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Re: Hockney and Hirst



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Thank you for posting that, Andrew. I have not read Oakeshott, or even the full review you link to, but this will not stop me from recklessly commenting on both.

Oakeshott:

To be conservative . . . is to prefer the familiar to the unknown, to prefer the tried to the untried, fact to mystery, the actual to the possible, the limited to the unbounded, the near to the distant, the sufficient to the superabundant, the convenient to the perfect, present laughter to utopian bliss.

Can you have this preference in politics but not in aesthetics or in your own pattern of living?  Can you like unchanging, historically tested forms of governance because they increase your personal freedom to try new things? Won’t it matter what it is that isn’t changing? (“Taxes are likely to stay low, no new regulations on the horizon — good time to start that business.” “Long live our familiar, tried, Communist order! May our gaze ever be fixed on Utopia!”)  In personal life and action, can “unbounded[ness]” mean jettisoning preconceived ideas or fixation on the past, and could this allow you better to take notice of the near, the sufficient, etc.? Could that in turn help you spot openings into a profitable unknown? (“But we’ve always driven this way!” — a protest from the back seat as you read the map and see a shortcut. Who prefers the tried in this case? Yet whose mind is near, and whose distant?)

Oakeshott:

[If you are a progressive,] you will not be bound by unprofitable attachments to particular localities, pieties will be fleeting, loyalties evanescent; you may even be wise to try anything once in search of improvement.

Does this all have to be a bundle? Can you carry your pieties or loyalties with you from place to place? Can this be praiseworthy? (The voluntary soldier, the missionary.) Is there a value in trying once, if not anything, at least those things that are compatible with your pieties and loyalties and various aims, and that you have some reason to believe might serve them? (“What if I tried my water skis out on the snow?” somebody once asked himself — and this led to a new kind of snow-ski design that many people find worthwhile in powder.) How serious is Oakeshott with this “anything”?  Does anyone, even the progressive, “try anything once” totally without discrimination?

Oborne:

“There is no such thing as a good as opposed to a bad spot painting,” noted the Telegraph’s art critic Richard Dorment in a review last week. Hence the need for experts to explain to a baffled public why Hirst matters: the arts establishment love him so much because he gives them a priestly role.

What is meant by “good” and “bad” here? Couldn’t you find this spot painting more satisfying that that one, and couldn’t you notice patterns in what satisfied you? (“These colors adjacent, but never those . . .”) Couldn’t you explain this in the sense of showing examples to me, and couldn’t I then predict, with at least some accuracy, what you are going to like? But is that really explanation? When we say that there is good or bad representational art, do we explain why this is better than that? Or do we just show it to you and let you see for yourself, as with the spots? (“Look at the subject’s eyes in this photograph. Now look at these successive attempts of the artist to paint them.”) We will no doubt agree with one another more on “What is a realistic representation of those eyes?” than on “What is a satisfying arrangement of spots?” — but does this mean we need an arts establishment to answer the latter question for us?  If Damien Hirst is a millionaire for making what we could have made ourselves, is this because there is no value in what he has made, or because we have the wrong idea of what decides between the good and the bad?  (“But that critic wrote his dissertation on what is a good arrangement of spots — surely he has learned things that I have not.” “But that critic wrote his dissertation on what is a good representation of a pair of eyes . . .”) Are there times when you might want to see a distorted representation of a pair of eyes, might regard this as good? Are the anatomical proportions in Botticelli and El Greco realistic? Their colors? Why might it be good that they are not? (“The extreme black-and-white contrasts of that sky really make me feel the drama of the Crucifixion . . .” “There are too many pastel spots in this corner, and too many dark ones opposite it; the whole thing feels like it wants to tip to the left . . .”) Have the great representational artists always done what was “familiar” and “tried”? Isn’t creativity always a departure into the untried — not an overthrow of the familiar, but the inspired modification of it?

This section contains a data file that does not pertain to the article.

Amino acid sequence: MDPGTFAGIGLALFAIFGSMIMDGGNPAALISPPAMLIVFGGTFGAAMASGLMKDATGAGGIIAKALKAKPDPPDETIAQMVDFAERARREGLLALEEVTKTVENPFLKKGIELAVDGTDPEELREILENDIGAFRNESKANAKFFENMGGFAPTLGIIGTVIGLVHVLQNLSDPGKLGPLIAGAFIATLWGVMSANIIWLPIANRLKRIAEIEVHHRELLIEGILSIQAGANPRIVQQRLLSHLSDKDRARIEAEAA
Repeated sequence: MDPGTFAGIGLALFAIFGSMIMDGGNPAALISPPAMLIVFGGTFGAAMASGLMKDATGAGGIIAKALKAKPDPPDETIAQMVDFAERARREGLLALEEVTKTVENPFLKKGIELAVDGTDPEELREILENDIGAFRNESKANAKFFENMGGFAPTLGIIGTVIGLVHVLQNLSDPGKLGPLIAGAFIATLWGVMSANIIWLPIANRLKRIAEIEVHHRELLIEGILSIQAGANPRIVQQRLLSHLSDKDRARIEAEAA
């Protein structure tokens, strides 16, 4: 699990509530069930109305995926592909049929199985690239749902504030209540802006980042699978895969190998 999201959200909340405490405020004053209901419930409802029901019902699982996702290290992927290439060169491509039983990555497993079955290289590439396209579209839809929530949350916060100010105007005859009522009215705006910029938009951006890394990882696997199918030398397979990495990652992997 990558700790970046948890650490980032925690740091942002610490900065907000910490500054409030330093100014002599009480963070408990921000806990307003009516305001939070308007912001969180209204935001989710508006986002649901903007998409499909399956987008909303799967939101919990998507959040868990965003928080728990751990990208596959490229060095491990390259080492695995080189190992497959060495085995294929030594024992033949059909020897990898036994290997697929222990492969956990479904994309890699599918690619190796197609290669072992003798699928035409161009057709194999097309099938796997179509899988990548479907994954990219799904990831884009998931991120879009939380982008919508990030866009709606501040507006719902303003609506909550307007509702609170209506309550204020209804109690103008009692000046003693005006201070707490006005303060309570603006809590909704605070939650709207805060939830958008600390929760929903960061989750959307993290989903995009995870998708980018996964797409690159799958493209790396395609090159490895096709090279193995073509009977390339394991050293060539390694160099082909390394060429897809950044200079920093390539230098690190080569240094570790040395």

I would greatly prefer spending time with El Greco and Botticelli to spending it with Damien Hirst, and I think his talent is more common than theirs. But I am skeptical of sweeping definitions of what is conservative, or what is good, and even more so of their application to everything from taxation and social policy to painting.

An afterthought (1/21): Oborne also thinks that the conservative will prefer the particular (and hence the representational) to the abstract. Suppose I am painting my room, but instead of using solid colors I cover the walls with representational murals. Is that more conservative? Certainly it is less “familiar.” (You could draw a distinction between art and interior decoration, but Oborne seems to think that there is some essence of conservatism that applies across the board, so what difference should the distinction make for him?) Or if we may switch to music: The Well-Tempered Clavier is much more abstract (and much less attached to particular localities, expressive of loyalties, etc.) than gangsta rap; is it also much less conservative?



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